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Home Theater Seating

Trying to decide on dimensions for a dedicated home theater in your new basement finish? Here’s the first step.

Before throwing a screen in a room and calling it a “theater”, there are many aspects to consider when building one correctly. Sometimes you have to make-do with existing room sizes and shapes. Other times, such as when designing and finishing a basement from scratch, you can take a dedicated approach and really perfect the home theater experience. In this article we’ll focus on the optimal room size from your new home theater.

Room Size = Screen Size

The size of your room and the size of your screen are directly related. If room constraints are not an issue, decide upon the size of screen you want and work backwards. Sometimes the available space or shape of our home dictates the dimensions of the home theater, at which point those dimensions suggests the optimal screen size. Don’t cheat here – it’s very important to get these ratios correct. Going with a screen too big for a room will lead to an unpleasant experience and something friends and family won’t want to use.

With rapidly improving technology and massive flat panel TVs becoming available to the consumer market, 4K and 8K TVs are becoming a viable option for even the most serious home theaters. 80-inch to 140-inch TVs are a real thing and becoming more and more popular as prices come down. For these high-resolution flat panel TVs, it’s recommended that you use a 1:1 ratio for your viewing experience. That means you can have a little bit smaller home theater than traditional projection screens.

If you have an 80-inch TV, your optimized viewing / seating would be 80-inches away from the screen. For adequate surround sound, that also means the room would roughly need to be 160-iches long (13-feet) to place seating in the center of the room. We’ll get more into this reasoning and acoustic in a future article. However, a 1:1 ratio is a little close and depending on the content being viewed, some people may find this viewing to be too close – at which point a larger room allows for more seating options.

Projectors are still by far the most common screen method in most dedicated home theaters. 4K projects give fantastic clarity with massive screen sizes, they just can’t get as bright as rear-lit LED flat plan TVs. That’s usually not an issue in properly lit (light treated) rooms. With projectors you must decide on the aspect ratio you’re optimizing for, most content being delivered in 16:9. A good rule of thumb is with 80-inch screens, your primary seating should be 100-109-inches away. With a 100-inch screen, you’d want 125-137-inch seating; with 120-inch screen you’d want 151-165-inch seating, and 150-inch screen you’d want 189-206-inch seating.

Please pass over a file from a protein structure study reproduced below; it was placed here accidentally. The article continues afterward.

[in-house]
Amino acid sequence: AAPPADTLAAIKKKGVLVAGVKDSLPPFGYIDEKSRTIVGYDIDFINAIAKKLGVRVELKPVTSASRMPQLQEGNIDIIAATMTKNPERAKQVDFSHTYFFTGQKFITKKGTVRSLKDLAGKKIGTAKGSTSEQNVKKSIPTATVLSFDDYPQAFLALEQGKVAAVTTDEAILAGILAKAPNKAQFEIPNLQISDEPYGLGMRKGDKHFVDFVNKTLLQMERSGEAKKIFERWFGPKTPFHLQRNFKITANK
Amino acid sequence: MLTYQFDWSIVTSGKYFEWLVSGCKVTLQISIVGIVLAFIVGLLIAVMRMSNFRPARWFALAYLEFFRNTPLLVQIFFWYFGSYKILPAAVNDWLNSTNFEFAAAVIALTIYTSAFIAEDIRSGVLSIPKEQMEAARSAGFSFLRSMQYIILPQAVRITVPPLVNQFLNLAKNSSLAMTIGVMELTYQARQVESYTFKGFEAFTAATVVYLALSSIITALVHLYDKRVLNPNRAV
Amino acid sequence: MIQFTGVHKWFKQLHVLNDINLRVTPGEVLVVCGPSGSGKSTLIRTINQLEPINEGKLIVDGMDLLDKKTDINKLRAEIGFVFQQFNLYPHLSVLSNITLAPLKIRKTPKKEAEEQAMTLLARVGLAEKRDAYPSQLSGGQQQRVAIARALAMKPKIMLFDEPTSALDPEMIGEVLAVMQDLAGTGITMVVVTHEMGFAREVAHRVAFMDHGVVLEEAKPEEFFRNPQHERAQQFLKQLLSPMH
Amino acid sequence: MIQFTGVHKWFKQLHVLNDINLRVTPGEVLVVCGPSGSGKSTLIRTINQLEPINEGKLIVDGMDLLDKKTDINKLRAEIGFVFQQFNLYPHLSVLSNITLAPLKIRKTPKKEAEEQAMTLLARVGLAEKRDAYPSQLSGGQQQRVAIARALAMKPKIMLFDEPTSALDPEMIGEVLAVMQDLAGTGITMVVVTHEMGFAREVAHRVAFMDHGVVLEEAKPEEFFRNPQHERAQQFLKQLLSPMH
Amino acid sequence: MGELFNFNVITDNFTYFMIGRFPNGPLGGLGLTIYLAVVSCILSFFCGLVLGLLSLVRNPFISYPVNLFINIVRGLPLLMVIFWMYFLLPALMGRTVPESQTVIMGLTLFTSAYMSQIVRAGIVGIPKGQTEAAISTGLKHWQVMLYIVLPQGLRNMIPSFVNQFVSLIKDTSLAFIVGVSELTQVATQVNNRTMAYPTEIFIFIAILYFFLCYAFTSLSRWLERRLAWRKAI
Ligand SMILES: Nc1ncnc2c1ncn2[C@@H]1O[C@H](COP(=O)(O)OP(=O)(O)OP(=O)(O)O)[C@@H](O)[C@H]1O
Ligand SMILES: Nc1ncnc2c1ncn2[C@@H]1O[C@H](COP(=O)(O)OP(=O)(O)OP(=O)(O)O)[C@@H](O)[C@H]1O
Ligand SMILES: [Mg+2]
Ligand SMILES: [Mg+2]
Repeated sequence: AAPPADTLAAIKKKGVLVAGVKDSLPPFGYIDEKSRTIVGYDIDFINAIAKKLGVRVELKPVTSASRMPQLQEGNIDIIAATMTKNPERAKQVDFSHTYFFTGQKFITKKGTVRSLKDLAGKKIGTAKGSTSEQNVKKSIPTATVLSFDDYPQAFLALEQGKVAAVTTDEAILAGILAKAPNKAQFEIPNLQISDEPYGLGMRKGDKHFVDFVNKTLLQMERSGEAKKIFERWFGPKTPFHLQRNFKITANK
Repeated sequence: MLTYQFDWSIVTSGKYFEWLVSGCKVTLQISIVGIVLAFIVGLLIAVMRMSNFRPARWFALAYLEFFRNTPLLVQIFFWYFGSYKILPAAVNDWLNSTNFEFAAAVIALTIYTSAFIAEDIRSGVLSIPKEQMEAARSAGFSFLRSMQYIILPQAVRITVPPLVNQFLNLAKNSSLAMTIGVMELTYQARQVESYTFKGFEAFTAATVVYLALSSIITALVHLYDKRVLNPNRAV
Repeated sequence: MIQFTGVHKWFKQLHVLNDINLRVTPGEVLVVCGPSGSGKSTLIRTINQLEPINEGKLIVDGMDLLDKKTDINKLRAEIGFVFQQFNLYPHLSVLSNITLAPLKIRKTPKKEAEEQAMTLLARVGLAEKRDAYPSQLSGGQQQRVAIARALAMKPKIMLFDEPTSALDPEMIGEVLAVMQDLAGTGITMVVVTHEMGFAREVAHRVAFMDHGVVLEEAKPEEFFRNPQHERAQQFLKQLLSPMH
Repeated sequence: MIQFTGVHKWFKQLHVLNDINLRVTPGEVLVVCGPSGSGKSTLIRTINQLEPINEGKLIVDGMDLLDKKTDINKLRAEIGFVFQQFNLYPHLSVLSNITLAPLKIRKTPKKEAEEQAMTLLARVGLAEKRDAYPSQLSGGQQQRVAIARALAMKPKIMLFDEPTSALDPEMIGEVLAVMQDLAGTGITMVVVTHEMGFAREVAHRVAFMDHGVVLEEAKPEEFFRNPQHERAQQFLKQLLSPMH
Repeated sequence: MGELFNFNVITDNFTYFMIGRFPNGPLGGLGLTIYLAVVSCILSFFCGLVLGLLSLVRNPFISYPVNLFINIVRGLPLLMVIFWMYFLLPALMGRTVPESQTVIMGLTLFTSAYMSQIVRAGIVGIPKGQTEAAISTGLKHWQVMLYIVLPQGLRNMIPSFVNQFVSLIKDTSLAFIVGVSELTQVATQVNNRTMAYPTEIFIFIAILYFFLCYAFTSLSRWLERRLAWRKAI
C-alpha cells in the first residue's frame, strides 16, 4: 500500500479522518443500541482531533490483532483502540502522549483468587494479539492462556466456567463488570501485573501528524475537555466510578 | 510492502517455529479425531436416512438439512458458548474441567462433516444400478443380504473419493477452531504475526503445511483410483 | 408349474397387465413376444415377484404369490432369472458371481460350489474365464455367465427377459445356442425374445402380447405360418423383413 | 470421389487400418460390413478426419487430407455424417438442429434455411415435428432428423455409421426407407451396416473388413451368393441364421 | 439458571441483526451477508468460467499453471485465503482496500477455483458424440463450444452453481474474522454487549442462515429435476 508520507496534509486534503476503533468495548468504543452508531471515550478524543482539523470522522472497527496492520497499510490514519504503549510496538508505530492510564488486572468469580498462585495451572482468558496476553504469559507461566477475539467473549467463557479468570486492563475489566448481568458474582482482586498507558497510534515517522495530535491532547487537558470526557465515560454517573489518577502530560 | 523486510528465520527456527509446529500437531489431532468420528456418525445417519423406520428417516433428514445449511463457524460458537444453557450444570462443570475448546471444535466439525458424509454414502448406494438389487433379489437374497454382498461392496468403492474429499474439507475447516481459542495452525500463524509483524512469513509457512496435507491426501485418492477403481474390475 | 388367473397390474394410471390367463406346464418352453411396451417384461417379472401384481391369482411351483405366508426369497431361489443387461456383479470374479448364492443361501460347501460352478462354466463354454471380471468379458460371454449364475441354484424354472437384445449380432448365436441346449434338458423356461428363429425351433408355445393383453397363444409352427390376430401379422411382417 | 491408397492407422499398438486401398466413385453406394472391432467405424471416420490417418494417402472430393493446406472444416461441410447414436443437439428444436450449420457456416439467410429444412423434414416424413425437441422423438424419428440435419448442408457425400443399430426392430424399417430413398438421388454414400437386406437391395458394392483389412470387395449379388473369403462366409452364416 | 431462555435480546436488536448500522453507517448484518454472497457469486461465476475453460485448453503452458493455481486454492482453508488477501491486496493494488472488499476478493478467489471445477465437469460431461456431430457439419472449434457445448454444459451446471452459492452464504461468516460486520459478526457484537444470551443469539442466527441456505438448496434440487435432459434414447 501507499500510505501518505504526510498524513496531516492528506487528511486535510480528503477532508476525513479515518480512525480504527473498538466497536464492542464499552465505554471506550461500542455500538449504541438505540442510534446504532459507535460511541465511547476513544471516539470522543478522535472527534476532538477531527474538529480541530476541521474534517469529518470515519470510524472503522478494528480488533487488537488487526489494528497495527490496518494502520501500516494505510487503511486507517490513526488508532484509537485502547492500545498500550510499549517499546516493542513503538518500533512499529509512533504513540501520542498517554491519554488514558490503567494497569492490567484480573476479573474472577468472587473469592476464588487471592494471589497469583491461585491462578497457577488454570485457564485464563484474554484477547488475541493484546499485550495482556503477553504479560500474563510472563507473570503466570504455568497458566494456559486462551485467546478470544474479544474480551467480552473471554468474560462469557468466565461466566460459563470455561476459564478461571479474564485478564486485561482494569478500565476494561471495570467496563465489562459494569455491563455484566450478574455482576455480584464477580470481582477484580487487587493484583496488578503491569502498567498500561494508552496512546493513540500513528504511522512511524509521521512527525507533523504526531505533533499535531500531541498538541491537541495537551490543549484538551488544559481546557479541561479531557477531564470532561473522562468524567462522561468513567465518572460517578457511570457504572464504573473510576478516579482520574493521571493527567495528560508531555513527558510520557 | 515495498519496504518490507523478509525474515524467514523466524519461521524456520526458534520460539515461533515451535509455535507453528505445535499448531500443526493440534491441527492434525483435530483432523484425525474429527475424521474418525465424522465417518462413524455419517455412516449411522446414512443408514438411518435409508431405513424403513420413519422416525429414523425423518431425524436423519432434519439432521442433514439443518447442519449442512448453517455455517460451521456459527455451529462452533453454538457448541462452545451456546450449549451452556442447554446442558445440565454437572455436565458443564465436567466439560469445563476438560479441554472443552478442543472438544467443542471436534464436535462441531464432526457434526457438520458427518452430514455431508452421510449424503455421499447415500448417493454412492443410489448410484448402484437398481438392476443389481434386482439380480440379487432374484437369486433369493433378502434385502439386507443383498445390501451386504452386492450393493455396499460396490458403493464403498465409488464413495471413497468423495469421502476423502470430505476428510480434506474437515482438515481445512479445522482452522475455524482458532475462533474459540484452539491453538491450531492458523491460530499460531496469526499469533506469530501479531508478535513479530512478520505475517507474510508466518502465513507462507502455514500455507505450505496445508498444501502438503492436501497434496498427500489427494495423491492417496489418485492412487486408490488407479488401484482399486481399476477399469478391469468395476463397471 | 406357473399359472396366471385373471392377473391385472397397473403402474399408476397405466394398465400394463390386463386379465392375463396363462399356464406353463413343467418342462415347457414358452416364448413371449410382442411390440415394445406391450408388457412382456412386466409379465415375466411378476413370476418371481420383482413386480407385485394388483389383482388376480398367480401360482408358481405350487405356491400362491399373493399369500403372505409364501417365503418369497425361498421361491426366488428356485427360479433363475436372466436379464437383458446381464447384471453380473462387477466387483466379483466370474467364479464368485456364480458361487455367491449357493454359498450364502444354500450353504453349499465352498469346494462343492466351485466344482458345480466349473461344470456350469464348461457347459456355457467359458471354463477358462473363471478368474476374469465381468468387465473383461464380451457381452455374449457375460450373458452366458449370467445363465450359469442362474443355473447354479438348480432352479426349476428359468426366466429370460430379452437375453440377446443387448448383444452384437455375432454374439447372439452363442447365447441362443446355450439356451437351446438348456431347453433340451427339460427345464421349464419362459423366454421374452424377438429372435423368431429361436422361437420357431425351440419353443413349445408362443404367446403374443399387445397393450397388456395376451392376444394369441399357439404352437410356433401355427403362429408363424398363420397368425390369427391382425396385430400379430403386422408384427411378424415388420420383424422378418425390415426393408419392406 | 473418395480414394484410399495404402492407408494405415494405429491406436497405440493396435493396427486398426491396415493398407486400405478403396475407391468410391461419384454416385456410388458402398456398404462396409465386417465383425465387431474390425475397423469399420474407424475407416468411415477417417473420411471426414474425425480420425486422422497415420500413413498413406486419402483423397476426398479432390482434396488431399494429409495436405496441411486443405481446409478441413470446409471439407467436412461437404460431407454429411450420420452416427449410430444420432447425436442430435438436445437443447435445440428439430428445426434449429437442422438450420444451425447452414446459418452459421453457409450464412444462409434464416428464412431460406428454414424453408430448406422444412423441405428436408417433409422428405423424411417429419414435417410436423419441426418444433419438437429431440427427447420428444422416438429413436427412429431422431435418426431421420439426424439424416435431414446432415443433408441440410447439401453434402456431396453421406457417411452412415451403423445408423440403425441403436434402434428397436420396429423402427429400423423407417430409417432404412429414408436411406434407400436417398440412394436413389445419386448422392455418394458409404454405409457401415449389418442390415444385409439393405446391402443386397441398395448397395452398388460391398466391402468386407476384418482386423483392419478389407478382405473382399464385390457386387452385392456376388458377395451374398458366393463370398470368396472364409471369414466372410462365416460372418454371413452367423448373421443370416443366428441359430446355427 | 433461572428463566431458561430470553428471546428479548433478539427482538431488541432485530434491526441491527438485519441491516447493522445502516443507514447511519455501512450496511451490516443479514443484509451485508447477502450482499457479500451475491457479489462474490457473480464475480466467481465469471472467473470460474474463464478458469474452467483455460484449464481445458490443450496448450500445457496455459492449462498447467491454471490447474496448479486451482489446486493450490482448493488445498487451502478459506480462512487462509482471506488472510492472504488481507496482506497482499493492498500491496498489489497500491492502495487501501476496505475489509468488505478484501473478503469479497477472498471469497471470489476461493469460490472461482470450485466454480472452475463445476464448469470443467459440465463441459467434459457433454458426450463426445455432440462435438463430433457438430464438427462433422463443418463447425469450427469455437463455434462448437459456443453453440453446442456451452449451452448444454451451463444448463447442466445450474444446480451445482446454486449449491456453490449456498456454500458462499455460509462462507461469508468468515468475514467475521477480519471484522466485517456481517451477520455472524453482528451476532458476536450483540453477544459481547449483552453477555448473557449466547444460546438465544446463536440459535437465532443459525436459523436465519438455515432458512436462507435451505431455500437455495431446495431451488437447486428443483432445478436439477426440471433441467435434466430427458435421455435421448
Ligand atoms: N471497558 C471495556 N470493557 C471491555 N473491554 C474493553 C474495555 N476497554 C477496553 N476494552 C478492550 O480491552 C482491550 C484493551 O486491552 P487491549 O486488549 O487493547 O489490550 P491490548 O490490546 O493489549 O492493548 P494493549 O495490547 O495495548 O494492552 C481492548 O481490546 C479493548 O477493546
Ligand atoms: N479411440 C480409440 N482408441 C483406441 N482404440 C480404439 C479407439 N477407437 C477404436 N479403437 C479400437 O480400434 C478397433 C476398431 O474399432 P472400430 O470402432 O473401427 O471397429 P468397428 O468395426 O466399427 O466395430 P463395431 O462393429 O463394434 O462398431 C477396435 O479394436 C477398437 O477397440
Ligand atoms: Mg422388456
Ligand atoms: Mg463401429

Remember, the viewing distance is the minimum allowable length of the room. Ultimately your home theater should be larger to accommodate additional seating and allow adequate space for rear surround sound speakers. We do not recommend figuring out your minimum viewing distance, plus the width of your couch, and then placing the rear wall right behind it. This is a “last resort” option and will pose problems acoustically. This crunched arrangement is closer to what you would find in a living room, not a dedicated home theater.

Also, keep in mind the number of viewers you typically expect to be using your home theater at one time. Smaller rooms are fine for a couple of people, however families of 4 or more should consider stadium-style tiered seating. Elevated rows of couches or lounge chairs ensures everyone can see the screen and experience the audio for an optimal experience.


While these rough numbers should help you in the beginning stages of designing your home theater, do a hard stop and understand that room shape is just as important as room size. We’ll cover room shape in a future article, but for acoustics understand that rectangle rooms are much better than square rooms. The Gold Trapagon with a ratio of 1.272:1 is the ultimate shape for a dedicated home theater. Again, more on this in the future, but for those with 8-foot basement ceilings, we suggest a room size something along the line of 8’Hx13W’x19’L. 9 or 10-foot ceilings are even better. It’s important to mention that there is no one “right” size of home theater – only what size best optimizes / suits your space and screen size. Again, putting too large of screen in a small room (“go big or go home” mentality) will actually lead to an unpleasant experience.

For all of your home theater construction needs in the Colorado Springs area, be sure to drop us a line. We’ll be happy to walk you through the process and help design the best theater for your home and family.

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